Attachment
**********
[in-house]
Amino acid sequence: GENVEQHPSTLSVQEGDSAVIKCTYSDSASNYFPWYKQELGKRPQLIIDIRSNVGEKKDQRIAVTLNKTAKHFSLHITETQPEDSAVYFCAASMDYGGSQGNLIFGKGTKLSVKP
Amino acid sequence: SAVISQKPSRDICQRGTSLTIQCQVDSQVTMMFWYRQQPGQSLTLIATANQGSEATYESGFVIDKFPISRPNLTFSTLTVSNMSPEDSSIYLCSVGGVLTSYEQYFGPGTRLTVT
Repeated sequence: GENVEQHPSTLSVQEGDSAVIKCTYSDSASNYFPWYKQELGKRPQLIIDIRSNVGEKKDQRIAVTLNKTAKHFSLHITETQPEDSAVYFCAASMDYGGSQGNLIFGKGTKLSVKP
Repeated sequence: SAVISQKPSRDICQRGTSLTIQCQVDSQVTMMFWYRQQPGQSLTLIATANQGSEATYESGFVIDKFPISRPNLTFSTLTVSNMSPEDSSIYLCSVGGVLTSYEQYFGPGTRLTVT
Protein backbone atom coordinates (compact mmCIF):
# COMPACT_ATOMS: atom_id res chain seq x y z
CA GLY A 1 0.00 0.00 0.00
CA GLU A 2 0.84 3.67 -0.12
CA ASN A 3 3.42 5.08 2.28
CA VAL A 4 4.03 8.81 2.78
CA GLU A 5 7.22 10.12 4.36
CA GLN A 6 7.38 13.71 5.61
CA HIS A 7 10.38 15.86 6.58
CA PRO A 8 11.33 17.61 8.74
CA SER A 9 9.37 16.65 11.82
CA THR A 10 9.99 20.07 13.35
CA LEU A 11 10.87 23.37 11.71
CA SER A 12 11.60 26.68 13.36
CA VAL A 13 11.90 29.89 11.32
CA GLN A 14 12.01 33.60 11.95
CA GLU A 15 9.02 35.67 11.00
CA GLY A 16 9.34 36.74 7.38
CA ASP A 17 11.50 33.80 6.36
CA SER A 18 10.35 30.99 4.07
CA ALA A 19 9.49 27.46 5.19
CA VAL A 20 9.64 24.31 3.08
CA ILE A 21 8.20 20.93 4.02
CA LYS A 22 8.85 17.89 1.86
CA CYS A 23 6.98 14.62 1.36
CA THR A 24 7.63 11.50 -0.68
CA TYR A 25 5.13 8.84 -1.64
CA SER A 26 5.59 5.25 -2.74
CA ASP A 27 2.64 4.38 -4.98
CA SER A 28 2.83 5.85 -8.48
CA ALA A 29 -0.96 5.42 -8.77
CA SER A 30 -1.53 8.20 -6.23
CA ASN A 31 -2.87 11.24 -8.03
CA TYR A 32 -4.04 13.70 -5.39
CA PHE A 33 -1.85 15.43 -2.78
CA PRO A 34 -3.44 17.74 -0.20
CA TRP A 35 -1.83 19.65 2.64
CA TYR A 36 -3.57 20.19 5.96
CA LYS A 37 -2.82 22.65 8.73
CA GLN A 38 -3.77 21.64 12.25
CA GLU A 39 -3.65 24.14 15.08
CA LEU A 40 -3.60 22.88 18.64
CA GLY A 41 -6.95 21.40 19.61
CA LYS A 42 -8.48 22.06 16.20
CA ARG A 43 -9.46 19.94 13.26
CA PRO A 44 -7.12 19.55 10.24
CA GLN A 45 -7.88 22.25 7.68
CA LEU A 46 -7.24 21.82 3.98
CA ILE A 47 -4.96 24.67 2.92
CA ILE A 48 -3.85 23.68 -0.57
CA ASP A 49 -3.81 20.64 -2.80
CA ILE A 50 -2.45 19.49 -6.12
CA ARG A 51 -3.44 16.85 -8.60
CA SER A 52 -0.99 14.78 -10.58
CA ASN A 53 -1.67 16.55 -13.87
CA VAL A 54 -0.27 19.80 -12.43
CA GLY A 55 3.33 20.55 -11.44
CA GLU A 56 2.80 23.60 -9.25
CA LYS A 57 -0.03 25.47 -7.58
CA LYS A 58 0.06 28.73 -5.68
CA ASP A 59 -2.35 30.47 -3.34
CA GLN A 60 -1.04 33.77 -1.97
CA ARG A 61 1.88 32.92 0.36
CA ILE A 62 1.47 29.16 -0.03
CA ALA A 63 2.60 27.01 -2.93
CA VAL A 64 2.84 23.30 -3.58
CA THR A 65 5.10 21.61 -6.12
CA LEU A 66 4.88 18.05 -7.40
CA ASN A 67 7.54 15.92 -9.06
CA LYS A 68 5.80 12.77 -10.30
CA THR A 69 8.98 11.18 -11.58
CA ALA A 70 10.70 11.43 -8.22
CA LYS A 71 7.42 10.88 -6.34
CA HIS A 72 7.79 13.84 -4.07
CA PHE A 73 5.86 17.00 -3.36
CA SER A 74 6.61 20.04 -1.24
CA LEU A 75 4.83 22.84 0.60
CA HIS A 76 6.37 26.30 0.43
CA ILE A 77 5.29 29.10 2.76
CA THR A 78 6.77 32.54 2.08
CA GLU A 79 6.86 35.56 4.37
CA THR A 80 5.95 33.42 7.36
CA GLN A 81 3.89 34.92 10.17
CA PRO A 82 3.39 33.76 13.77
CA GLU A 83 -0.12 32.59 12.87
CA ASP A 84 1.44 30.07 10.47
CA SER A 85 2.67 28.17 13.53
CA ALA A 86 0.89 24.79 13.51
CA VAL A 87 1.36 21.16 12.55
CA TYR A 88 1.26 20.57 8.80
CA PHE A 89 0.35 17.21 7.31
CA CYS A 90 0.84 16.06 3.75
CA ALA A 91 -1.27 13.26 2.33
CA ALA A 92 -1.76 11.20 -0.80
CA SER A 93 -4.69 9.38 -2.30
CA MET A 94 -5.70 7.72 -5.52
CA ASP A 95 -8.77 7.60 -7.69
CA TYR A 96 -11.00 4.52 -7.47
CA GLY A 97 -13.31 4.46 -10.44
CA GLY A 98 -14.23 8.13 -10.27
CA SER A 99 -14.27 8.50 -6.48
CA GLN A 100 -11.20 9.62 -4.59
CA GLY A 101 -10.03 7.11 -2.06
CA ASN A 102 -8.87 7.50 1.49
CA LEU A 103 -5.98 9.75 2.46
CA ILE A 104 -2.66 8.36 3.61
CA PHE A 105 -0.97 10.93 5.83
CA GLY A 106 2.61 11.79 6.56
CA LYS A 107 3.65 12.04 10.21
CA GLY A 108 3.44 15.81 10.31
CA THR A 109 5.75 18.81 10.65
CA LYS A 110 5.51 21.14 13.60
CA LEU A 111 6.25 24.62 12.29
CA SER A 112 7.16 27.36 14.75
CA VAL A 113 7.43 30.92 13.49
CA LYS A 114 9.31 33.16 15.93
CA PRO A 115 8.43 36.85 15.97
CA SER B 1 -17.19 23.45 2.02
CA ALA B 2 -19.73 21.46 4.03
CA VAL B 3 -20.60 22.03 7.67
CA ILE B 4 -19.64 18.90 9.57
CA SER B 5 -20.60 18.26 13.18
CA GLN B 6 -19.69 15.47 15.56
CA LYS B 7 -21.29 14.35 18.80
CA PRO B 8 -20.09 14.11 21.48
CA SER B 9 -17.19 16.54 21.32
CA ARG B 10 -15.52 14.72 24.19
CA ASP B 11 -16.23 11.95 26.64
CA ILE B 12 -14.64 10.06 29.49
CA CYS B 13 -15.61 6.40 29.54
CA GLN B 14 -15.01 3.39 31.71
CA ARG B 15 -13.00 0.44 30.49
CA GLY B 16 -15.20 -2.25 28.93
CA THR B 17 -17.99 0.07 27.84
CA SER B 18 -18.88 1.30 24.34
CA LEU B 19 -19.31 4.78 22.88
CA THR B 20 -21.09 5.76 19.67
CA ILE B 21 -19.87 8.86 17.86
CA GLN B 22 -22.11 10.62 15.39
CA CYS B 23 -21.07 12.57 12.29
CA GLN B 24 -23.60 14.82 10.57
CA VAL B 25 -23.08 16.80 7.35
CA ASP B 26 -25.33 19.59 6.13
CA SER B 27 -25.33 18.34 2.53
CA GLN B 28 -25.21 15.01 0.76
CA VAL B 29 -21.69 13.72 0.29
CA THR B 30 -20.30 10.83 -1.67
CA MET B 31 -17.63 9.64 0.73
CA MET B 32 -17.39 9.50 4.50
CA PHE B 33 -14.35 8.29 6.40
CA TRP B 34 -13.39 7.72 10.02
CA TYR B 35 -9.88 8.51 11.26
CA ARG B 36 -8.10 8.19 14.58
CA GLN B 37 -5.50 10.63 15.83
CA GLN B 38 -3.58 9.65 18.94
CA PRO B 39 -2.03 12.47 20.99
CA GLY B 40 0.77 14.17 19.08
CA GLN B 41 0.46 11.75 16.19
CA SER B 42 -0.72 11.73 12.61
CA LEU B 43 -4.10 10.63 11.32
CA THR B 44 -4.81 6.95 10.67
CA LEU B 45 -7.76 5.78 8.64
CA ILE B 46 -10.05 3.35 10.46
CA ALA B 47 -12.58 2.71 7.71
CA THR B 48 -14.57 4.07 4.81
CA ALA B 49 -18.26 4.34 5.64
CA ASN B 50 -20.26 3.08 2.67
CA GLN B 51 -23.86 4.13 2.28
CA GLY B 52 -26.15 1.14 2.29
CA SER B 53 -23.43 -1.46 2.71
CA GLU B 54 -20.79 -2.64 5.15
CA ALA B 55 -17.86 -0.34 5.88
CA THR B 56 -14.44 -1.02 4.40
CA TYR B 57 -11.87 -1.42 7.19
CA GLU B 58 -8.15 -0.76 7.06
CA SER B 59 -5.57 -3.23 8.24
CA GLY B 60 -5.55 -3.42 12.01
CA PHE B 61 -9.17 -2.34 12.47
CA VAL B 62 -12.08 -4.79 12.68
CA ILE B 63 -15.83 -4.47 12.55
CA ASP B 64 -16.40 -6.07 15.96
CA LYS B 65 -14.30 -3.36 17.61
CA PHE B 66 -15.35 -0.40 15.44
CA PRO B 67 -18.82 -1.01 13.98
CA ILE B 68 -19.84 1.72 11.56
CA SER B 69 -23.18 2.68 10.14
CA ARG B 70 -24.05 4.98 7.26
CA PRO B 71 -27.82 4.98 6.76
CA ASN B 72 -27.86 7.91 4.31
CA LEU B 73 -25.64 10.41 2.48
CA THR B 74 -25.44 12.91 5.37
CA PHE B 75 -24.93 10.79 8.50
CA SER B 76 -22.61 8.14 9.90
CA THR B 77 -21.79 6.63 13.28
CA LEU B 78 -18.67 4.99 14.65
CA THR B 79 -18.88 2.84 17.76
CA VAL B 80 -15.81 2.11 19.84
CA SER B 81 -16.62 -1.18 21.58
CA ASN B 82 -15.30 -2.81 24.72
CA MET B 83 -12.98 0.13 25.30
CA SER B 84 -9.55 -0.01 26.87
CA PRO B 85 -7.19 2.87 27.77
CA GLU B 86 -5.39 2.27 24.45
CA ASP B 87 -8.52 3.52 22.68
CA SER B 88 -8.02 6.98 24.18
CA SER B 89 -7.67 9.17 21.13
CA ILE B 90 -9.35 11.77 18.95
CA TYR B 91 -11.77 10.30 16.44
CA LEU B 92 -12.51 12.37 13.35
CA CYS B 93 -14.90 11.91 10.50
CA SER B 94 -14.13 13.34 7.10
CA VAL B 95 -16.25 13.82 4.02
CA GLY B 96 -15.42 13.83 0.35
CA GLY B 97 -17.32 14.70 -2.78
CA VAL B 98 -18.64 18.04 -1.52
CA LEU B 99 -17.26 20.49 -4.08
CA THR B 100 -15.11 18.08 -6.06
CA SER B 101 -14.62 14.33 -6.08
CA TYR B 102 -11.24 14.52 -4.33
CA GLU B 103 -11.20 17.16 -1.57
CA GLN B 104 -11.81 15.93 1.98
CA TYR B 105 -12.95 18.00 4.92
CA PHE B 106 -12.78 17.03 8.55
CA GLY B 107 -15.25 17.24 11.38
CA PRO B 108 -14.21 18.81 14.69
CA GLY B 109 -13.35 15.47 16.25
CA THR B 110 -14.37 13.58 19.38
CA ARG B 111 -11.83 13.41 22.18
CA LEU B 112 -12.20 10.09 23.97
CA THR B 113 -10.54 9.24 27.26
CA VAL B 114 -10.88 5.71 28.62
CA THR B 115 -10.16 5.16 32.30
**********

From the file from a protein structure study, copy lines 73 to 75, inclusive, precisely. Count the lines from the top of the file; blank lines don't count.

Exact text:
CA LEU A 66 4.88 18.05 -7.40
CA ASN A 67 7.54 15.92 -9.06
CA LYS A 68 5.80 12.77 -10.30